There was a point when logic was a form of art in itself. Words could be strung together in varying orders to form sentences of emphasis. Furthermore, when outlined those sentences would provide a flow of thought that was orderly, sensible, and defensible. Today forms of arguments consist of name calling, character attacks, and irrational statements. Truly logic has become a lost form of communication resulting in a lack of conversation, a lack of wisdom, and a lack foresight (in seeing errors and contradiction). Certainly the employment of logic extends far, but some would be surprised to see its use throughout Scripture. The New Testament authors especially employed logic in order to make truthful arguments that stand against any form of deconstruction.
Writers such as Paul (see Romans 9 & 10), James (James 2:14-26), and Peter (1 Peter 3:13 – – 4:6) often utilize it to emphasize their points in teaching God’s Word. However, we turn to the Gospel of John to see that our Lord Jesus Christ also used it to dismantle the antagonism of the facets of worldly thinking. In John 7:23 we read,
“If a man receives circumcision on Sabbath so that the law of Moses won’t be broken, are you angry at me because I made a man entirely well on the Sabbath?”
The Lord’s time on earth is drawing towards its final months and he has just seen many disciples leave him behind because his teachings were hard (John 6:60-71). Even the Lord’s own brothers have shown they are antagonist towards Him (7:1-7). He also discloses the world’s hatred for him because he exposes its sin. Then we come to his teaching during the Feast of Tabernacles and that hatred is demonstrated to readers. At this point the Jews are angry with him because he healed a man on the Sabbath (v.21 in reference to Jesus’ healing found in John 5:1-23). For those who had designed specific laws and requirements in order to avoid work on the sabbath, this was a great transgression.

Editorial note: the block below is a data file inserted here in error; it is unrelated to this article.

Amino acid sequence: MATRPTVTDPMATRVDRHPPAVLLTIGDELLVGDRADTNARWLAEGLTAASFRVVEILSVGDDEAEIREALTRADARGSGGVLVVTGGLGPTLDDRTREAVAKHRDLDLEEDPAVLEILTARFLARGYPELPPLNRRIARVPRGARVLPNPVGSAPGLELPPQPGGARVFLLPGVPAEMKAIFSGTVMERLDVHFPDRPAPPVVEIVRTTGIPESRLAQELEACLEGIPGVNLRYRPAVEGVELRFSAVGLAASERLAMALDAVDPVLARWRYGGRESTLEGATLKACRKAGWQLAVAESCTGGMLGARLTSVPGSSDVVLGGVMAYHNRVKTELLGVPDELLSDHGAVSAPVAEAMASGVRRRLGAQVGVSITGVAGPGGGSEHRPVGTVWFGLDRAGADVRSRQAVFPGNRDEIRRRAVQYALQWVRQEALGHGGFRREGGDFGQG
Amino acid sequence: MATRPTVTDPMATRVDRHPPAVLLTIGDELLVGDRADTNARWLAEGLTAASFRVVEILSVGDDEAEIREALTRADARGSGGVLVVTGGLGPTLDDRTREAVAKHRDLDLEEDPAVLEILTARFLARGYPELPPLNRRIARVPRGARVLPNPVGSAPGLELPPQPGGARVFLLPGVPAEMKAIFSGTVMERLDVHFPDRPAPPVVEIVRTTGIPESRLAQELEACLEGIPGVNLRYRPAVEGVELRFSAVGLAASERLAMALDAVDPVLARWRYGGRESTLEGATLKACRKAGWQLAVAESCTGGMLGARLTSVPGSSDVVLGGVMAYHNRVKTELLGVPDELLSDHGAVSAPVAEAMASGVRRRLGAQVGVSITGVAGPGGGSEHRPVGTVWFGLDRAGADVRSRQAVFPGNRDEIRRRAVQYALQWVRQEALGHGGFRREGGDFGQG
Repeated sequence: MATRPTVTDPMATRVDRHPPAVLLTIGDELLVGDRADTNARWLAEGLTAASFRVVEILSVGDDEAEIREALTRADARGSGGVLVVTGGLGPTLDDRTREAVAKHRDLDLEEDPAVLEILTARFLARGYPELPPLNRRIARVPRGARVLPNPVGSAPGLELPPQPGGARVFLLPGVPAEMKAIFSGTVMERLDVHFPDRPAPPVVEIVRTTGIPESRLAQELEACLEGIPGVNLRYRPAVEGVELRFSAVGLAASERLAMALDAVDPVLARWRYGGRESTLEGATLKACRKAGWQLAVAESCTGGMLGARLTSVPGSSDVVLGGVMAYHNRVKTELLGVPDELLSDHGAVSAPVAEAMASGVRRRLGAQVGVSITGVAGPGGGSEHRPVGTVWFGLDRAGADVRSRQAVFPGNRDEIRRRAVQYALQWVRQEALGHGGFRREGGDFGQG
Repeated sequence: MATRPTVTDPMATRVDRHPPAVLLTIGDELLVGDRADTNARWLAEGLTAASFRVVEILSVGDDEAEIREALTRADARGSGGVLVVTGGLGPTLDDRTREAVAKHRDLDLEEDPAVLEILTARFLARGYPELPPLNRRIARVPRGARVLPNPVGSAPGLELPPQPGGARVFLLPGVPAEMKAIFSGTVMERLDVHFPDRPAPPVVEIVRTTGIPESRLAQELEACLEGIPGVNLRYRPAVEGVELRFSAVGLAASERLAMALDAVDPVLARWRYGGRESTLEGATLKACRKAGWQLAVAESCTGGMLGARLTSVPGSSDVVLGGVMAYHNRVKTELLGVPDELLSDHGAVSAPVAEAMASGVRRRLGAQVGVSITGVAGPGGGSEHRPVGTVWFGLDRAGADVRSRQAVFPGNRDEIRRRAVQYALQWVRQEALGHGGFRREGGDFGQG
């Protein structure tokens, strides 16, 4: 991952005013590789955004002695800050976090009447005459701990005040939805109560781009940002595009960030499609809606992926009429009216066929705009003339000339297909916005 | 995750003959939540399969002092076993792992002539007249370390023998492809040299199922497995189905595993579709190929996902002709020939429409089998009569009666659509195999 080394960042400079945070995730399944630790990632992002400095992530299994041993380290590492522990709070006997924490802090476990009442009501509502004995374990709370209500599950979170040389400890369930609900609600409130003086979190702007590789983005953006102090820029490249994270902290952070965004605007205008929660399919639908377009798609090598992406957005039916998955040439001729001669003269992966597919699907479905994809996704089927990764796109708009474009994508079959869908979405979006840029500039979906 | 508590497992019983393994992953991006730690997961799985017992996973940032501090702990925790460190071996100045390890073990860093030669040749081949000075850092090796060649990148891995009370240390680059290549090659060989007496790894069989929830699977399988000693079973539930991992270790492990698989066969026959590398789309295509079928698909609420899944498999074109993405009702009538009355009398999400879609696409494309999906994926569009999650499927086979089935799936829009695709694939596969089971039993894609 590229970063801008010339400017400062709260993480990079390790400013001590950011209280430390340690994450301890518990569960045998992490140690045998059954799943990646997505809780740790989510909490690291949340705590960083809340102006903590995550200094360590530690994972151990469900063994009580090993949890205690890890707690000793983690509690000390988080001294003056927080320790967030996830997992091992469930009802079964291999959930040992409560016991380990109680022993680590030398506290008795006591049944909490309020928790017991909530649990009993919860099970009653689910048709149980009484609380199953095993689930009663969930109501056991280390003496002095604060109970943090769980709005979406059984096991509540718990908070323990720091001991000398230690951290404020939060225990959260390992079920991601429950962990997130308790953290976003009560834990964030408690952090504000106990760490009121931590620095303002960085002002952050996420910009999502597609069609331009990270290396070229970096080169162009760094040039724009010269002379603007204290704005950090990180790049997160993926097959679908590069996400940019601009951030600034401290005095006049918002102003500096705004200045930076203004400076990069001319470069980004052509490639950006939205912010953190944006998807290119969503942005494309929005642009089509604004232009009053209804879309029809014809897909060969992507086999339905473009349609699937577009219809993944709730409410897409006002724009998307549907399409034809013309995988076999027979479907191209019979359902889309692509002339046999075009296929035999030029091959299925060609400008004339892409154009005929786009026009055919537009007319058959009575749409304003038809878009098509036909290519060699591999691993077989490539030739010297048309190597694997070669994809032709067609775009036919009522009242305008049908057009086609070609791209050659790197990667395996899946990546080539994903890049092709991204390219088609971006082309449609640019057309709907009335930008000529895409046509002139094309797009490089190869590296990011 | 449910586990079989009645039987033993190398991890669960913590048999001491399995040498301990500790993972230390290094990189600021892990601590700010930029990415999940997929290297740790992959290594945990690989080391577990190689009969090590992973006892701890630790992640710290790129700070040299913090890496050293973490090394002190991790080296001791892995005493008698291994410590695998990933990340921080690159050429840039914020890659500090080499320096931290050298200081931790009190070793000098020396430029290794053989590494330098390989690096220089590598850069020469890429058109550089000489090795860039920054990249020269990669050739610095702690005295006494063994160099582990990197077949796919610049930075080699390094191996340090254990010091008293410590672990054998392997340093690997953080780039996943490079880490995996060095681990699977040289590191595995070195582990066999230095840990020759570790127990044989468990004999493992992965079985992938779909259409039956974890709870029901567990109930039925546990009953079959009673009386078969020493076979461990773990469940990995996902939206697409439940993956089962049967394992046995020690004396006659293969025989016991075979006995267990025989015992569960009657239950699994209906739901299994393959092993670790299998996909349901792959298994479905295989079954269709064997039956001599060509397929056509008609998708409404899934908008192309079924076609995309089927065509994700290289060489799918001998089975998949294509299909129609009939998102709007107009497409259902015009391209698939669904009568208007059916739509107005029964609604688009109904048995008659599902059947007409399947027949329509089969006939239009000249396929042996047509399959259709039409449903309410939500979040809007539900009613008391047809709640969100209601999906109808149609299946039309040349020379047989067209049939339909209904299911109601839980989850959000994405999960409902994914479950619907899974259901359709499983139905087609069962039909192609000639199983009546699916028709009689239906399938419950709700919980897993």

The Lord’s response here is quite remarkable. He turns the argument around by suggesting they to have transgressed the supposed law. Circumcision was a practice brought forth under the Old Testament (Genesis 17:9-14; Exodus 12:44-49) that required males to be circumcised on the eight day. What if this eighth day fell on the Sabbath? A potential conflict existed, because to not circumcise was a transgression of God’s law, yet to circumcise was a violation of the law they had put into place. Therefore, it was common knowledge that circumcisions were still performed on the Sabbath. Christ reasons then, if it is permissible for an act of refinement on a small part of the body, would it not be even more appropriate to perfect the entire body? The implied answer is obvious.
Why is such an implied answer obvious? Because to answer otherwise denies basic principles of reasoning and contradict the Jews own teachings. Thus, the Lord has defended himself in a way that follows rules of logic making it not only truthful, but also reasonable and defensible. If Jesus Christ utilized logic as a means of communication and defense, why are we not more apt to follow his lead and use it in our own defenses?
Calling someone a name is not a legitimate form of argument or debate, because the truth of that has no bearing on the truth of the position being presented (i.e. to call someone an idiot does not mean that person is wrong). Unfortunately, that is our standard form of argument these days. However, this doesn’t have to be the case. In our continual transformation into the image of Christ (Romans 8:28-30; 12:1-2) it is reasonable to expect that our ability to be reasonable in our assertions would also conform to the Lord’s example as well.
Logic should be a part of who we are and how we confront any situation. This is especially true though, when we are sharing truth. The truth of Scripture (and the life that follows from that truth) is defensible when we are logical in its assertions. Therefore, we should not look beyond the logic of Scripture to prove the reliability and truth of Scripture.
Photo “Staircase Logic” courtesy of user Michael and Flickr.